Many people dream of being an entrepreneur, but don’t have a clear idea of what it is all about. The most common misconceptions are that: entrepreneurs make lots of money, they have a lot of freedom in their job, they aren’t accountable to the whims of anybody else.
But is being a successful entrepreneur everything you believe it to be? Are there any unexpected surprises? Is it a lifestyle that can suite anyone, or you in particular? Let’s take a little closer look at what it really means to be an entrepreneur.
First and foremost being an entrepreneur means you have to bring your ‘A’ game a lot of the time, and that you need to be constantly ‘on’. If you’re an entrepreneur then you’re the first and last word on the success of your business, and that’s why it’s so crucial that you make sure you’re working at your best all the time. It’s no good just showing up and doing your time so you can go home – your salary is dependent on how well you work and that means you’ll likely work harder when you’re working for yourself
Besides being more emotionally invested because it’s your business, you’ll be more economically invested, you’ll be taking big risks with your money. While that is exciting and can be greatly rewarding when it works out, most of the time you will be in a state where it hasn’t worked out yet and you’ll probably be a lot more worried about losing everything than about hitting the home run. Don’t be surprised then if your entrepreneurial lifestyle leads you to become somewhat obsessive, which can sometimes lead to difficulties with your partner or family.
Lonely at the Top
Often at the beginning, every entrepreneur starts out with an idea by himself, or with a partner or two, working at home and rarely meeting others. When there is a meeting, it is usually for a business relationship, which don’t often lead to casual, fun peer-to-peer get togethers. The comraderie of hanging out with your buddies by the office water cooler isn’t an easy thing to replace.
As you grow, you will, usually, be at the top of your own organization, so people will be looking and relating to you the way you used to relate to the CEO of the company you used to work for. It can be rewarding, but it is often a bit lonely.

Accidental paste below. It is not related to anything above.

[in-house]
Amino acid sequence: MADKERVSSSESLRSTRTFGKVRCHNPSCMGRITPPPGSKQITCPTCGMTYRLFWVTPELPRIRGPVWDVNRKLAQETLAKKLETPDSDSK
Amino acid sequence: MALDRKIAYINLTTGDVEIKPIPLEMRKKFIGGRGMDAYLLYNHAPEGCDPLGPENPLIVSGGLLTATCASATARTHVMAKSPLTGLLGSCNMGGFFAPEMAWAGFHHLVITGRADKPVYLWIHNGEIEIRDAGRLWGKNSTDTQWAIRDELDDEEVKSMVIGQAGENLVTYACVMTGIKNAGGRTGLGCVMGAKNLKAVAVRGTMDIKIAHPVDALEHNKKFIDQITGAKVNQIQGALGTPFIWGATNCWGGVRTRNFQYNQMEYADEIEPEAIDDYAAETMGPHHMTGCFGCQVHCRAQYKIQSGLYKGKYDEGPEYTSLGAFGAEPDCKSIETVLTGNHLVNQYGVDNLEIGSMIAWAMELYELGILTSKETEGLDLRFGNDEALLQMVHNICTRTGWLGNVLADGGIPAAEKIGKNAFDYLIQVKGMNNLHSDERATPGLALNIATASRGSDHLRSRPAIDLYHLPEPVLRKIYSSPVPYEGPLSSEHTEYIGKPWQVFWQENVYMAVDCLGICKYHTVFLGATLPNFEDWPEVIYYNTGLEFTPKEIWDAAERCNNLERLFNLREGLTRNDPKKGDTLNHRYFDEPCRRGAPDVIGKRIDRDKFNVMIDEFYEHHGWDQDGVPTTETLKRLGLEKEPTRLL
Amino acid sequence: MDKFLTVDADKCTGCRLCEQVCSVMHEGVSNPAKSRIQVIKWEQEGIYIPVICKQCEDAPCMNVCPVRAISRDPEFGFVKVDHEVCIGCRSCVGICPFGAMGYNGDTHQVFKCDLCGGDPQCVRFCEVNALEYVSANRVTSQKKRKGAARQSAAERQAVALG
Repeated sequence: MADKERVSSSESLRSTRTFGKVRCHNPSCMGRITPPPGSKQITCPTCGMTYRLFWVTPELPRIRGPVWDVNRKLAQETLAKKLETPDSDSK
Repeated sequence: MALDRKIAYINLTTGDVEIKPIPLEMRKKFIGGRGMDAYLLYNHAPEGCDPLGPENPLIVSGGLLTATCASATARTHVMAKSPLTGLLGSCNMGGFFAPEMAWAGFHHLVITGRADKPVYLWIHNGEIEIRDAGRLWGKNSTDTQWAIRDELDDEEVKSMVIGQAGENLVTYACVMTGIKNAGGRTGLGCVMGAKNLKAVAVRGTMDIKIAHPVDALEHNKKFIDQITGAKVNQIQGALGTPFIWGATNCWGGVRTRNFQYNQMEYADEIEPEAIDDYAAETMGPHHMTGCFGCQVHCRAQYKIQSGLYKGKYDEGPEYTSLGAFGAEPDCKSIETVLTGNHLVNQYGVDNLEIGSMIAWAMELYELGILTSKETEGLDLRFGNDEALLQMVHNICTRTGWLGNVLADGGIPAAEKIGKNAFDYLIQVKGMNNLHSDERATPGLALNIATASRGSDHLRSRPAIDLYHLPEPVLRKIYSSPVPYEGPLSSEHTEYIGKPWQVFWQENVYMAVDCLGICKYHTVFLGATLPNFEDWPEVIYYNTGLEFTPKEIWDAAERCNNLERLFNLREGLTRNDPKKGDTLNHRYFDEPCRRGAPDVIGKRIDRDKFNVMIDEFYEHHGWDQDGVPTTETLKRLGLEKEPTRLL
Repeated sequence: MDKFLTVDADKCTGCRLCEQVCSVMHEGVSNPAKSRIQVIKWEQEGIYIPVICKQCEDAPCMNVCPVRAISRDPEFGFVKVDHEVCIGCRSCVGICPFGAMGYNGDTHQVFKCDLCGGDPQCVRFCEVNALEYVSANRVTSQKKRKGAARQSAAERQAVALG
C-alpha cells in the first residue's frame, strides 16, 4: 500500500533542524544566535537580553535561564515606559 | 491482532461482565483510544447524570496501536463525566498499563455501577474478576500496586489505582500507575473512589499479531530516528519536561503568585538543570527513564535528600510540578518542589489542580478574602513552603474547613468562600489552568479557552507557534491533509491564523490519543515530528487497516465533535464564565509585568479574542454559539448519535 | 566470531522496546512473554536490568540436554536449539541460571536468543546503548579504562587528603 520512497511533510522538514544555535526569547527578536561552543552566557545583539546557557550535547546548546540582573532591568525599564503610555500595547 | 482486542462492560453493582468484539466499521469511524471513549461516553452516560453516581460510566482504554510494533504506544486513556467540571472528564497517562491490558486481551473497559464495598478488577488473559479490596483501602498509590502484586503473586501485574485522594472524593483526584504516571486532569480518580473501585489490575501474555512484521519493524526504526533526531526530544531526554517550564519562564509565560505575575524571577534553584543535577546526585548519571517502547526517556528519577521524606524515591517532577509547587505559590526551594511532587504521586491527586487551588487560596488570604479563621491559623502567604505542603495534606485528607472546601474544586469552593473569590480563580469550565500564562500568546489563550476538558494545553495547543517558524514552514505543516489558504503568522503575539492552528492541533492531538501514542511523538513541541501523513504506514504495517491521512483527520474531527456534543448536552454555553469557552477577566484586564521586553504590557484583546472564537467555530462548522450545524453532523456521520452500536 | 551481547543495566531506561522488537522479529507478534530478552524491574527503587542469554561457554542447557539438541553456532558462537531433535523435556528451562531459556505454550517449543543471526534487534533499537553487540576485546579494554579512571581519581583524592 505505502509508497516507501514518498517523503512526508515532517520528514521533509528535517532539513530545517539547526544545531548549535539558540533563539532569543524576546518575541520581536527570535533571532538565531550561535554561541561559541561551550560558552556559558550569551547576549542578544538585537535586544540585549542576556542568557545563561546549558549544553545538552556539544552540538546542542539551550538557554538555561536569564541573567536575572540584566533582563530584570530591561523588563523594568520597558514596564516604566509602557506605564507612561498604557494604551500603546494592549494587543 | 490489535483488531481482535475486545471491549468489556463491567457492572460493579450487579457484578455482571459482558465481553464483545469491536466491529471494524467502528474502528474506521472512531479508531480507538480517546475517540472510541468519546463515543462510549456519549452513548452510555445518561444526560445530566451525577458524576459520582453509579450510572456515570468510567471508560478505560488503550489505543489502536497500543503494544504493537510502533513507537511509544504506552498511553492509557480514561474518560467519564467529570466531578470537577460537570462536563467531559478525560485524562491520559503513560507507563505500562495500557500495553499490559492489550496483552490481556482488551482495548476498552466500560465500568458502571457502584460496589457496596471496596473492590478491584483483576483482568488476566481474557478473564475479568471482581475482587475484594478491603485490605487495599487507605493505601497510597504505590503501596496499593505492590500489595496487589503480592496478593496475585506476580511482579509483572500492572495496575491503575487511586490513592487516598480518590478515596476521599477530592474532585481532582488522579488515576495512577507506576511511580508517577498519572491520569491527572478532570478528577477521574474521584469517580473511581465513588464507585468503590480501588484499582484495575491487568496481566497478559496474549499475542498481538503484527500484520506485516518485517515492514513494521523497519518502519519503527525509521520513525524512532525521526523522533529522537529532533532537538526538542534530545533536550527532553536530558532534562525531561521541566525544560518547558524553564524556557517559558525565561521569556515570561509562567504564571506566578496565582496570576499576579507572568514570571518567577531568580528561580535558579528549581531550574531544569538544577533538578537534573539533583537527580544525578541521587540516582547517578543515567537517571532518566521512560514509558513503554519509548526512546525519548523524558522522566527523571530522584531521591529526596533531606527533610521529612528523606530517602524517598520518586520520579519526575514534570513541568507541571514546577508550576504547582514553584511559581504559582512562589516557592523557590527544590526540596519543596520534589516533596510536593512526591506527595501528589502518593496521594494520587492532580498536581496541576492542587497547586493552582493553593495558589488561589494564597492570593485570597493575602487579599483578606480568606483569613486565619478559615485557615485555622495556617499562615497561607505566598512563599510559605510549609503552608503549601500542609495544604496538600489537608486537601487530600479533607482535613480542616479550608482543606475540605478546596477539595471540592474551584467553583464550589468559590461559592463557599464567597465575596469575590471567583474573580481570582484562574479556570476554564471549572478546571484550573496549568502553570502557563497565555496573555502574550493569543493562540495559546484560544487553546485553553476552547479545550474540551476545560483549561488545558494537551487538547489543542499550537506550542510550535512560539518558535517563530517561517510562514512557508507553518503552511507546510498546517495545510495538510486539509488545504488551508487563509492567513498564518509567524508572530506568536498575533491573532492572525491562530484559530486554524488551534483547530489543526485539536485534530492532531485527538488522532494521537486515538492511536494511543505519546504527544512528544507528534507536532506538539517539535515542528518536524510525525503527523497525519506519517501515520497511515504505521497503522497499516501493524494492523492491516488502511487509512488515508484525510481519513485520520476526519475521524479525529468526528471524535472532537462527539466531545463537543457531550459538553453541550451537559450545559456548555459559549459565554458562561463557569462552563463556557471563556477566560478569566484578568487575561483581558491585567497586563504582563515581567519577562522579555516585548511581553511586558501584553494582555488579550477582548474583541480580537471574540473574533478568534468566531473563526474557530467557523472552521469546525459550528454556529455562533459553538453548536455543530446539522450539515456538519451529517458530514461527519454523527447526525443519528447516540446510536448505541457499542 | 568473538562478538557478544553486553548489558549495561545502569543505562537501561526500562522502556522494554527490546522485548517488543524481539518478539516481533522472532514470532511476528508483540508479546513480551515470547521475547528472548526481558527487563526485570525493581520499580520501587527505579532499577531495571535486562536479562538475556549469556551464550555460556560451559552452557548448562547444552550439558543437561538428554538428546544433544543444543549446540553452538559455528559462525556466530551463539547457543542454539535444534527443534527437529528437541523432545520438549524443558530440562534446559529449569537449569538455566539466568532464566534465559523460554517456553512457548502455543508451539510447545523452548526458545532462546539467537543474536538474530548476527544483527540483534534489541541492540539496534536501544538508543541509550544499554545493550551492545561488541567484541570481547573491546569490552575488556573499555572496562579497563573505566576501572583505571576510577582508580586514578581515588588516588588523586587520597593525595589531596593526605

A nice thing happening nowadays is that more and more people are starting their own small businesses, so there are communities popping up at local coffee shops, incubators, and shared workspaces where you can connect with others on a personal, carefree level. Those people usually seem to be pretty interesting and diverse as well.
While it seems like the person at the top has all the freedom you could want, it seems quite different when you get there. In fact, good CEO’s are the ones who balance the needs of all of their relationships most effectively. As an engineer or product manager you might only have to please your boss, and a handful of other people in your department.
As the CEO it’s your job to keep all the employees happy, the customers happy, the investors happy…basically anybody that is involved in your business. Going around with a hard-nosed, it’s my way or the highway, kind of attitude is a sure way to alienate those people that are critical to your success. While there is certainly some flexibility in decision making, the end result is that if anybody isn’t happy, it’s your fault.
Choose the Lifestyle
Probably the most important predictor of your success as an entrepreneur is whether or not you will enjoy the lifestyle. It’s not for everybody. In fact, it’s not for most people. It’s takes a lot of self-motivation, determination, ability to manage stressful situations (both from a business and personal sense), independence, a strong desire to see things through, and I think a certain yearning to feel that sensation of elation when it all works out. If you’re not sure that it’s the kind of lifestyle you are looking for, then it probably isn’t.